Scream For Help is not a widely known or discussed film, but those who know it tend to run hot or cold on it. For some, it hits as a strange amalgam of influences and ideas, a kind of cosmic accident. For others, it is another example of the flawed, “so bad it is good,” aesthetic and whatever positive attention it has gotten is sorely undeserved. Despite its reputation as a beautiful disaster of a film, one of those films that fails so utterly at its goals that you cannot help but admire what it is, I think that given a chance, Scream For Help could inspire no small amount of self reflection.

Written by Tom Holland, and directed by Michael Winner, the film has caused less serious reflection from viewers and creators than it has elicited a certain amount of finger pointing. Who, EXACTLY, is to blame for this tonal mess of a film that seems to marry the youthful innocence of an ’80s Nancy Drew ripoff with the dark undertones of an exploitation home invasion film? None have stopped to ask, from what I can tell, if this seeming mismatch might cause us to ask why we watch these films, and what they reveal about how we see their settings, both literally and culturally. If we were to assume that the strange cacophony of tonal, narrative, and acting decisions being made were intentional, would our understanding of what the film succeeds at change?

It is true, as some have observed, that if you allow it to, Scream For Help could cause many viewers to have some serious tonal whiplash. Our heroine, Christie Cromwell, is a strange mix of innocent and prudish with worldly and shrewd, skeptical of the world around her and incredibly independent, while also dressed like a republican mom and riding her bike everywhere. The film takes a dark view of sexuality and relationships, yet involves some sweet teen romance as well. If we want to simply assume this mixing of styles and attitudes is a happy mistake, then the film is still fun for that. The performances are ridiculous, perhaps even campy, but still fun and even if the entire thing is a silly mismatch, it still feels like an interesting view on suburban life. Still, I choose to view the film, whether intentional or not, as a productive union of innocence and cynicism, much like the ’80s itself. A time where a lie of innocence and former purity was cynically deployed. Culture was pretending to be depoliticized for very political reasons and money corrupted relationships across the board. The suburbs where the sites of abandonment, intrigue, murder, and sexual abuse as much as the cities, even as they were the emblem of purity in a fetishized way. The film may just be a series of bad decisions, a sexually explicit teen drama that is also somehow lacking in guile. Or, it might be an entirely intentional juxtaposition of differing ideals of what American life is that allows us to ask what we came to this movie for in the first place.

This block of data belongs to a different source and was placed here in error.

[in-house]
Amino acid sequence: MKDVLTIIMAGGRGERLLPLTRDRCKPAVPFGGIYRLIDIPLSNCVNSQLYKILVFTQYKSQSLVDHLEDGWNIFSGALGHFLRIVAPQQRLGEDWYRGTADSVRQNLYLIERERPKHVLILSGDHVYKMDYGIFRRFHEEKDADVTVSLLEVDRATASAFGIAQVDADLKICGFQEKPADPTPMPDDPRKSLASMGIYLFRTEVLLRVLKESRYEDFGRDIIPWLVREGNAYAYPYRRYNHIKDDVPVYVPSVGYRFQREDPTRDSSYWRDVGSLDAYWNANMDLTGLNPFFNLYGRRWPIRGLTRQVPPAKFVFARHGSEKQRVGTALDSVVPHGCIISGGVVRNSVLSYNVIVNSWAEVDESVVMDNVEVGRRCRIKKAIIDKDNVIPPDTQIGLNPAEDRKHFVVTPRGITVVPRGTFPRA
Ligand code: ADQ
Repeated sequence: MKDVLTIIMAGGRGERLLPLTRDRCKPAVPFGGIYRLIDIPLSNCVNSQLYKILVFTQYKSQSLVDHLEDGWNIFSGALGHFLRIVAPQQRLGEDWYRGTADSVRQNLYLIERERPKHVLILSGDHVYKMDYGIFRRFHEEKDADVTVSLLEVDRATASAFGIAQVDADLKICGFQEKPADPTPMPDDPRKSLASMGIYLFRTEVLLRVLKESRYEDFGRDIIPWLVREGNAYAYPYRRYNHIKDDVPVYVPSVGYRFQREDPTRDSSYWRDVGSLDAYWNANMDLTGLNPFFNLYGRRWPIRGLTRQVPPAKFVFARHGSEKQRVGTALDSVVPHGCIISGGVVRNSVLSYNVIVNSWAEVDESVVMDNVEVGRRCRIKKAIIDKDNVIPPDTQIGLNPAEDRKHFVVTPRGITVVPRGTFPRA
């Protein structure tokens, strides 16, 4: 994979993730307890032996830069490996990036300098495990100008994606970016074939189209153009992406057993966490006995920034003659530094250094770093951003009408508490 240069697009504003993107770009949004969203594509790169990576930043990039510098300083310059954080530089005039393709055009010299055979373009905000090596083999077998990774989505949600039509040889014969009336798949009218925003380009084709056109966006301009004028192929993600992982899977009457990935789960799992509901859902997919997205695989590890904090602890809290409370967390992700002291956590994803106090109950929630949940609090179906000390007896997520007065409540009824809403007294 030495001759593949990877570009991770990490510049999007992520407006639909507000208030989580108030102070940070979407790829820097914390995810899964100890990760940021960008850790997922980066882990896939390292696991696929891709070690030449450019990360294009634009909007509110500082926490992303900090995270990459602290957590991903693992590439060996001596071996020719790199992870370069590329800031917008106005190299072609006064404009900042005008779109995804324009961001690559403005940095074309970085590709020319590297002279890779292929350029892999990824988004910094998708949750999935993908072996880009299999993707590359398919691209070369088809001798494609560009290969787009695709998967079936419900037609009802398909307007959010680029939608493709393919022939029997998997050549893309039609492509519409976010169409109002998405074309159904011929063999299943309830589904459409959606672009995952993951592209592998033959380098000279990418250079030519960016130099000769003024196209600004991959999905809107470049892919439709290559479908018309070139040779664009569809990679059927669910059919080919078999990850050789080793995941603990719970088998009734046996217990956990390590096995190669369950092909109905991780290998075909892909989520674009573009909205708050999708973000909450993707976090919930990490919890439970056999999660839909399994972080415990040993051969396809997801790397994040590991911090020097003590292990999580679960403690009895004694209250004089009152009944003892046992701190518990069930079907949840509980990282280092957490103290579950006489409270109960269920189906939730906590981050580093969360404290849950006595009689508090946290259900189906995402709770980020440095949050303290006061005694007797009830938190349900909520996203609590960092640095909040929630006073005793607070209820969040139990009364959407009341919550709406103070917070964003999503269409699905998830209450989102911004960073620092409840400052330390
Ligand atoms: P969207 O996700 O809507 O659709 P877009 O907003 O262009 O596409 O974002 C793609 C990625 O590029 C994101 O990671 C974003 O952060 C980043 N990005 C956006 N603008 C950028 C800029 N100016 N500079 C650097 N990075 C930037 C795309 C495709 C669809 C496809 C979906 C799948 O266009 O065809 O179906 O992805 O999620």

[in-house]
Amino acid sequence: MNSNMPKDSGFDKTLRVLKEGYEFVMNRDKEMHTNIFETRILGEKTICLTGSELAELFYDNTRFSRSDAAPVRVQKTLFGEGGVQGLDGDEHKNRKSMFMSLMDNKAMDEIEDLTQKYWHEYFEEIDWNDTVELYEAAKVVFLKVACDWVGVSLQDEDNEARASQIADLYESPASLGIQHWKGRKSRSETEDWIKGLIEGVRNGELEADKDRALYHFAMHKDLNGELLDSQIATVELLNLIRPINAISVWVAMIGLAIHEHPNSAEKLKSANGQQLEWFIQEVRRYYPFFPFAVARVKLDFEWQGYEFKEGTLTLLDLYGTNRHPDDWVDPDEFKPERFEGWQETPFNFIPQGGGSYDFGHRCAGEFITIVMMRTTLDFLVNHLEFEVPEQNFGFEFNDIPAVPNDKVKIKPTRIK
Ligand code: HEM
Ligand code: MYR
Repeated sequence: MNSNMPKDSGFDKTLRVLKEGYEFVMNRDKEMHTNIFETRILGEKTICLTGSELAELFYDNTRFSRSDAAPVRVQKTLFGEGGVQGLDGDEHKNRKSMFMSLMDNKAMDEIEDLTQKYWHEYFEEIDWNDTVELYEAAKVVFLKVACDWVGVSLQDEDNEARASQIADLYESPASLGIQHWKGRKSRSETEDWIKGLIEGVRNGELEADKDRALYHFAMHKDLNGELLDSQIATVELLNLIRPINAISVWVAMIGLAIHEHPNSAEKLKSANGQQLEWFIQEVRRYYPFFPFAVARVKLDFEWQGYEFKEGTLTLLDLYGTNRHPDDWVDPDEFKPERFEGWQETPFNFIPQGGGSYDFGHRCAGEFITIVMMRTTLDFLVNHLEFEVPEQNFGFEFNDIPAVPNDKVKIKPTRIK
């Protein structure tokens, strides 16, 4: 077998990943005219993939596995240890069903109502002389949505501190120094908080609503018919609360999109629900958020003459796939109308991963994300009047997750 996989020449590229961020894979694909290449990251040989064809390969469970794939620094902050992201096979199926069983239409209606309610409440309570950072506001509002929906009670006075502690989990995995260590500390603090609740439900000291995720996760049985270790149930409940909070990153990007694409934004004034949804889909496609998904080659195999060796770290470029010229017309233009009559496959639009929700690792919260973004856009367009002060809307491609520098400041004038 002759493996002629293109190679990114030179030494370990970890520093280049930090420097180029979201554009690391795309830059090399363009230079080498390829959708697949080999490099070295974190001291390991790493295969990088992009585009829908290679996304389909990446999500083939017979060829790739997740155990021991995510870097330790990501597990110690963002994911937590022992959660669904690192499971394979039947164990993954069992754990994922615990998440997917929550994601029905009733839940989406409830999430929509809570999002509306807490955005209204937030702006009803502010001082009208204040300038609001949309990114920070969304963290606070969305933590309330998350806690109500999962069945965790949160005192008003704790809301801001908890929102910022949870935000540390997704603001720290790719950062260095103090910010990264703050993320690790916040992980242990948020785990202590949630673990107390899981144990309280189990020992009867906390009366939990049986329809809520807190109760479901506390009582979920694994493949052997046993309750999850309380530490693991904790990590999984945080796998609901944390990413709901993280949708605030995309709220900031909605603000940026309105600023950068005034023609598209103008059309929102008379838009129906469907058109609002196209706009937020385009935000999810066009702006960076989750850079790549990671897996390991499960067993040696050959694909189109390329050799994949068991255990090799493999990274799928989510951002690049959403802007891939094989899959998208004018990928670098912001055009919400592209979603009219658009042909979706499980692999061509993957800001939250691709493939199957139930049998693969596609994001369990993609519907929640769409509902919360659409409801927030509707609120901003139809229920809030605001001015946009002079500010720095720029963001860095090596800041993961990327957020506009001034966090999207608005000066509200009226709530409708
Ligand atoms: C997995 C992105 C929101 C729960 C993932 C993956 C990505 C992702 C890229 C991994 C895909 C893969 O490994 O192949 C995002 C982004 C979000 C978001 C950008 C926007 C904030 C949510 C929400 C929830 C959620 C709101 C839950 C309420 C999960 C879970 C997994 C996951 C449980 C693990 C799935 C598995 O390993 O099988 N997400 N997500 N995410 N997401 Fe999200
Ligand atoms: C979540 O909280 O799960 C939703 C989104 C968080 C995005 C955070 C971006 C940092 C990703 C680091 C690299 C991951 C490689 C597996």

Whatever was going on behind the scenes of this film, is rare for me that a movie is so ridiculous and entertaining while still making me wonder about so many different ideas. I am sad we don’t have too many more Rachael Kelly performances to discuss, even if hers is the thankless role in the film, but this movie will give me joy for some time.

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